The tablet comes with a good range of accessories, including a silk wrist rest glove, reducing the friction between your hand and the display. The pen holder also bakes in a range of alternative nibs, rather than selling them separately. Speaking of which, right out of the box, the pen feels well-balanced and light, and the matte display has a textured feel, making for a far more natural drawing experience than what I experienced on the glass-based Surface devices. The pen has a rubberized edge, making it easy to grip.
Source: Windows Central
The XP Pen Artist 22 has very easy-to-use driver software, giving you easy access to adjusting pressure sensitivity depending on how heavy-handed you typically are. It also lets you swap between their own inking driver and Windows Ink. Some users find that the XP Pen driver is better than Windows Ink, but for me, the difference seemed negligible for the sort of basic stuff I was drawing. Line rendering, shading, and tilt control with the XP Pen tablet all felt great, with Windows Ink on or off, with minimal jitter or corruption in the smoothness of my lines.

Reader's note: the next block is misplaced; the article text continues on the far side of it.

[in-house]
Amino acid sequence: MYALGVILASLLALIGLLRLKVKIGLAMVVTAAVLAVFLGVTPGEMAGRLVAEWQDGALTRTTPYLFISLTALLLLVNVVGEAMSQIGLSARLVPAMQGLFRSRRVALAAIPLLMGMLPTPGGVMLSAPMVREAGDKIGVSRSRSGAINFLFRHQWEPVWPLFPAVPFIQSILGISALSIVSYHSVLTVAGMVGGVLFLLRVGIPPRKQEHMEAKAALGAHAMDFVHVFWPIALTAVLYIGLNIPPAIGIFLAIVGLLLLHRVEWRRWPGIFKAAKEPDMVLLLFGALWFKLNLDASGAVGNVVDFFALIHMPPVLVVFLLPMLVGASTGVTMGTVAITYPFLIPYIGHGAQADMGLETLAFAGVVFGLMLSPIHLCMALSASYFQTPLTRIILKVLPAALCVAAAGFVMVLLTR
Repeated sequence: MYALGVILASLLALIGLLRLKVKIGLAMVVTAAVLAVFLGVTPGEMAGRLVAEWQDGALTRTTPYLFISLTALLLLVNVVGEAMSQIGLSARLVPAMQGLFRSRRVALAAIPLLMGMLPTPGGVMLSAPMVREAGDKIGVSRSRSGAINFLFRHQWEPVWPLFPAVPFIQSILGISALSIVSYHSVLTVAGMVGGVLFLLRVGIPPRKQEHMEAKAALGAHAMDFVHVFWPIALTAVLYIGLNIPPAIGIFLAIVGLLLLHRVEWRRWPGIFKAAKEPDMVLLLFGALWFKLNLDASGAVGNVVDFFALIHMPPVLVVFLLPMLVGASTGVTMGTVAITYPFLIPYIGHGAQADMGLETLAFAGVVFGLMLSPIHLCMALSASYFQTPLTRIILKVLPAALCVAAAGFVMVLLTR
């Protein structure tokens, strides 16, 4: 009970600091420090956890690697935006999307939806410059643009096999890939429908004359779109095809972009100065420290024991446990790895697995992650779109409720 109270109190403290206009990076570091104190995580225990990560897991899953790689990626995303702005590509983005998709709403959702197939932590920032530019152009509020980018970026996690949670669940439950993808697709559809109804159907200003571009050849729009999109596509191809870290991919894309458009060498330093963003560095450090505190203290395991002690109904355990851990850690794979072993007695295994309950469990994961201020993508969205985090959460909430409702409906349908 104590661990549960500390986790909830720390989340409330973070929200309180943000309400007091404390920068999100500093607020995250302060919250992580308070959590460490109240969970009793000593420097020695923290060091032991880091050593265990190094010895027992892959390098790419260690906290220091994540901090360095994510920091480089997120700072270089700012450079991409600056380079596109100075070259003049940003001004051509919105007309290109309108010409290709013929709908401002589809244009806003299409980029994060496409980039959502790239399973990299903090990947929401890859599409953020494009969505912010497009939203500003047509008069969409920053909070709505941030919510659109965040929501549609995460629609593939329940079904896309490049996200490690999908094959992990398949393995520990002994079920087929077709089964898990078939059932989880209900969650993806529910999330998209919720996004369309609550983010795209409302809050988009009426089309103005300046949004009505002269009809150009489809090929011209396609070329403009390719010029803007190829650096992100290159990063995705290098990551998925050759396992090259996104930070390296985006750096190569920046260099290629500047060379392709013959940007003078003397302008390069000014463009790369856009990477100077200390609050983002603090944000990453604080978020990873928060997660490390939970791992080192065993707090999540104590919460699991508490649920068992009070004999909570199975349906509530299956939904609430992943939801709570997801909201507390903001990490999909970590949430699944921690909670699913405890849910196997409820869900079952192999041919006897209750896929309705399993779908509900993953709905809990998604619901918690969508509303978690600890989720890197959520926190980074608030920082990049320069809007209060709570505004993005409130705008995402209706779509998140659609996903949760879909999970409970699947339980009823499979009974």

The latency between the pen and display is good but perhaps not amazing. I feel like Surface devices may have an edge there. I also did get a bit of trailing after lifting the pen away from the display, which has a height registration of around 10mm, but that can be adjusted or accounted for with a bit of practice.
The inking experience generally superior to that of the Surface devices I’ve drawn with previously, with superior pressure sensitivity and feel owing to the display’s texture. The software is simple and easy to understand, with customizations for pen usage and the two buttons situated on the pen for shortcuts and things like that.
The tablet itself also feels well-constructed, with robust, high-quality materials and an impressive stand, which offers shallow angles from 16 degrees all the way up to 90 degrees. At 90 degrees, you could quite happily use this tablet as a second monitor, too, adding to its versatility as a desk companion. The matte display is also great at reducing glare from light sources you may have in your work area.